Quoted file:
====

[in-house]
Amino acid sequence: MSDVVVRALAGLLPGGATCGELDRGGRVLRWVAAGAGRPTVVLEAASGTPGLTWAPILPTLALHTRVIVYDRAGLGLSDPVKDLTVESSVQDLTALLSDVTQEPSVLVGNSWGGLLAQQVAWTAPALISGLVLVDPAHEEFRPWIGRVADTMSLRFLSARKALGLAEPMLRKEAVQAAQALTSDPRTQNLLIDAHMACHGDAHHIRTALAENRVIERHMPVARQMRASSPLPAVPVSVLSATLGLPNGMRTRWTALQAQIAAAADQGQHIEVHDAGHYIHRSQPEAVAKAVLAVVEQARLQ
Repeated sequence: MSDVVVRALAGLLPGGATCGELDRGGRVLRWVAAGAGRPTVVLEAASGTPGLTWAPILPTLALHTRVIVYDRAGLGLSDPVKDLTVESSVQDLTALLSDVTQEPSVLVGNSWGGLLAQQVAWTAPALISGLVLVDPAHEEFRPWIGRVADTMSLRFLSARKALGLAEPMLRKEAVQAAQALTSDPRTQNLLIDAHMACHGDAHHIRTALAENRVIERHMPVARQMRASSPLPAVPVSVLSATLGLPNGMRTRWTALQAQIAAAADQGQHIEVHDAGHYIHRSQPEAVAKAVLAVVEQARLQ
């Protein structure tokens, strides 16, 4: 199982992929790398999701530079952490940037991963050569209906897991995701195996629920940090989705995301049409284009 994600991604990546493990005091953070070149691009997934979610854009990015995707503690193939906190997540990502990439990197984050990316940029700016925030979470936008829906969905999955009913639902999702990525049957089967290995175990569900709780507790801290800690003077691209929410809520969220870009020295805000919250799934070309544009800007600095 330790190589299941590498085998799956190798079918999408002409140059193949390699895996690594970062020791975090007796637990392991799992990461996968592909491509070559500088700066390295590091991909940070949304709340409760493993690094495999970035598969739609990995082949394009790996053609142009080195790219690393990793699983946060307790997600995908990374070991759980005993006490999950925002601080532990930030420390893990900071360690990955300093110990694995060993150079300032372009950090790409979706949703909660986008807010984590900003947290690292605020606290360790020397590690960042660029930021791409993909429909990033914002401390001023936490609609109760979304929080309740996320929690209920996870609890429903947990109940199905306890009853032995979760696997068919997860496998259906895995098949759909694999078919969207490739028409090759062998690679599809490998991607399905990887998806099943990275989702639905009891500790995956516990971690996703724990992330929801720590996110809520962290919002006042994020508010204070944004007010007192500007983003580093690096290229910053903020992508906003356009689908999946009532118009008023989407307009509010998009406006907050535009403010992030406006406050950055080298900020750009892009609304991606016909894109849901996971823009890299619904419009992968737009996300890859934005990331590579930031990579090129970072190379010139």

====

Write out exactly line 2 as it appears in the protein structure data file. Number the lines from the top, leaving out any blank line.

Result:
Amino acid sequence: MSDVVVRALAGLLPGGATCGELDRGGRVLRWVAAGAGRPTVVLEAASGTPGLTWAPILPTLALHTRVIVYDRAGLGLSDPVKDLTVESSVQDLTALLSDVTQEPSVLVGNSWGGLLAQQVAWTAPALISGLVLVDPAHEEFRPWIGRVADTMSLRFLSARKALGLAEPMLRKEAVQAAQALTSDPRTQNLLIDAHMACHGDAHHIRTALAENRVIERHMPVARQMRASSPLPAVPVSVLSATLGLPNGMRTRWTALQAQIAAAADQGQHIEVHDAGHYIHRSQPEAVAKAVLAVVEQARLQ